The Budget also provides $105.9 million over 4 years from 2023–24 to ‘strengthen the Education portfolio’s capability to deliver critical functions’ (p. 102). Most of this ($91.7 million) is for ICT development to improve schools’ and higher education providers’ program administration.

Additional funding of $9.3 million over 4 years is provided to support the National Teacher Workforce Action Plan (pp. 102–3). This includes:

The measure description also outlines $25.0 million over 4 years to establish a Teacher Workload Reduction Fund and $10.0 million over 2 years for a national campaign to raise the status of teachers. However, these measures were part of $328 million announced in November 2022, alongside the draft National Teacher Workforce Action Plan. The October 2022–23 Budget allocated $310.4 million over 9 years from 2022–23 (and $7.9 million per year ongoing) to address teacher shortages (Budget measures: budget paper no. 2: October 2022–23, pp. 96–7).

Where to next for school reform?

The 2023–24 Budget represents a continuation of current school funding arrangements under Quality Schools funding. In 2023–24, the Australian Government will provide $28.3 billion to the states and territories for school education under Quality Schools (Federal financial relations: budget paper no. 3: 2023–24, p. 40). Of this, $10.8 billion is for government schools and $17.4 billion is for non-government schools.

Budget strategy and outlook: budget paper no. 1: 2023–24 notes a decrease in payments for government schools due to parameter variations since the October 2022–23 Budget. In comparison to previous estimates, payments for government schools are estimated to decrease by $181 million in 2023–24 and $1.2 billion over 4 years from 2023–24 to 2026–27, ‘primarily due to a decrease in student enrolments in Government Schools’ (p. 106).

Over recent years, government school enrolments have decreased, while those at non-government schools have increased. Between 2021 and 2022, the number of full-time equivalent (FTE) students at government schools decreased by 0.7% (17,046 FTE students), while the number of FTE students increased by 1.0% (8,208 FTE students) at Catholic schools and 3.3% (20,521 FTE students) at independent schools.

National School Reform Agreement

The next iteration of the National School Reform Agreement (NSRA) will likely change current school funding arrangements and priorities. The NSRA sets out national school education policy and reform initiatives, as agreed by Commonwealth, state and territory education ministers. The NSRA began in 2019 and was due to expire in December 2023; however, in December 2022 education ministers agreed on a 12-month extension to allow for a review.

The review’s expert panel is due to report by 31 October 2023, after which the Australian and state and territory governments will negotiate the next NSRA. The expert panel’s work will build on the Productivity Commission’s December 2022 report into the NSRA.

The 2023 NSRA review’s Terms of Reference state:

The Australian Government is committed to working with State and Territory Governments to get every school to 100 per cent of its fair funding level.

This refers to the Schooling Resource Standard (SRS). The SRS is an estimate of schools’ funding requirements to meet their students’ educational needs and is the basis of recurrent funding arrangements under the Australian Education Act 2013.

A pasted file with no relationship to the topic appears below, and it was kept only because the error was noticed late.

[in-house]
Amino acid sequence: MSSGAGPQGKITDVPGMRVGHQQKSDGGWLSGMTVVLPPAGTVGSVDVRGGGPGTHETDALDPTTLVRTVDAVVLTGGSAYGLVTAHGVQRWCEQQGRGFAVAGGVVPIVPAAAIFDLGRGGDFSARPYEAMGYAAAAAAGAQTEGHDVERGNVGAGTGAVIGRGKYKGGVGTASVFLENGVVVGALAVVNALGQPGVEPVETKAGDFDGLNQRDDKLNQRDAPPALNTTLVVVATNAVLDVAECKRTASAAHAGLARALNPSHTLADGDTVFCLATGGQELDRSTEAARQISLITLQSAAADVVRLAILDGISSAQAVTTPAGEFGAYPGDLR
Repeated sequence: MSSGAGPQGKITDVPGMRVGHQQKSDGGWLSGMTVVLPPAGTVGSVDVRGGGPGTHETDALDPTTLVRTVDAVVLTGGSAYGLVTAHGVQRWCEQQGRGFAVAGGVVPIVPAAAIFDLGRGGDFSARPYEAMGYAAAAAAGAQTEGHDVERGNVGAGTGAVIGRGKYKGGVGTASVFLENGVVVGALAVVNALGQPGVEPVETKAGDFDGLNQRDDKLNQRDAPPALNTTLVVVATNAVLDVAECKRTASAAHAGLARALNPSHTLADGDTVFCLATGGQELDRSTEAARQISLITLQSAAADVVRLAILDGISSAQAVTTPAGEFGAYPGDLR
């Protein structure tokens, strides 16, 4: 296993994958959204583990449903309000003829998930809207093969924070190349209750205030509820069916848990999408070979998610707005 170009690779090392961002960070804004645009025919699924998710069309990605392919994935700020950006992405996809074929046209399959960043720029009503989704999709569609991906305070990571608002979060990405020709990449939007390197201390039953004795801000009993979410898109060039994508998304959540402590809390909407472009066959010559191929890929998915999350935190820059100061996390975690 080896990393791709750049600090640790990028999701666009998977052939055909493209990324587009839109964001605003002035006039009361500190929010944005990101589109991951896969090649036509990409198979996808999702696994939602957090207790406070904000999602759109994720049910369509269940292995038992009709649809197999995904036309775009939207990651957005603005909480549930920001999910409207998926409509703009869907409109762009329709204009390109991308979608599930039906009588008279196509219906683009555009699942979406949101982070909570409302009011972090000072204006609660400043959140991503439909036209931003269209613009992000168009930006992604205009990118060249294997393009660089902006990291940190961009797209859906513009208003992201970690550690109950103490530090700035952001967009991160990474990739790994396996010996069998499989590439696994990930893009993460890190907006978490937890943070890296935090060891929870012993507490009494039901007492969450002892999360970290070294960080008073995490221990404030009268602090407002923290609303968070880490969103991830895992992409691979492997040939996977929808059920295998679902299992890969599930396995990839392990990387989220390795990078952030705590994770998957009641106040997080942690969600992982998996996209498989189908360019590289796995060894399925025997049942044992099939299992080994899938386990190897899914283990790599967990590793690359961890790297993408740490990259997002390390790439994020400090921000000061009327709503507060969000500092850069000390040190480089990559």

In 2023, the Australian Government provides at least 20% of the SRS for government schools and 80% of the SRS for non-government schools. This reflects the Australian Government’s role as the minority public funder for government schools and the majority public funder for non-government schools.

To receive Australian Government funding, state and territory governments must contribute their agreed minimum share of funding for school education as a proportion of the SRS, established in bilateral agreements under the NSRA.

Combining figures from bilateral agreements with the Commonwealth share, only the ACT will reach combined minimum funding contributions of 100% of the SRS for both government and non-government schools in 2023. The Northern Territory has the lowest combined proportion, reaching 79.0% for government schools and 95.1% for non-government schools by 2023 (the Commonwealth provides an additional $78.5 million in transition support from 2018 to 2027 for government schools in the NT under the bilateral agreement). Across other states, non-government schools reach around 100% of the SRS by 2023 in combined Commonwealth-state contributions, but government schools do not.

The ALP, Greens and Australian Education Union have frequently criticised funding arrangements by which government schools are funded below 100% of the SRS under the NSRA. During the 2022 election, the ALP committed to ‘put every school on a path to its full and fair funding’, while the Greens campaigned for a 25% Australian Government contribution to ensure government schools reach 100% of the SRS by 2023. In February 2023, the Greens announced they would introduce a Bill to amend the Australian Education Act 2013 ‘to remove the arbitrary 20% cap on Commonwealth funding for public schools’ Schooling Resource Standard’.

The NSRA review will advise education ministers on the targets and reforms that should be included in the next agreement and how specific reforms should be tied to funding. The expert panel will also consider transparency and accountability in relation to how public funding is invested and the impacts of public funding.

Alongside funding implications, lifting student outcomes (particularly from priority cohorts) and student wellbeing will also likely be central to the new agreement.


All online articles accessed May 2023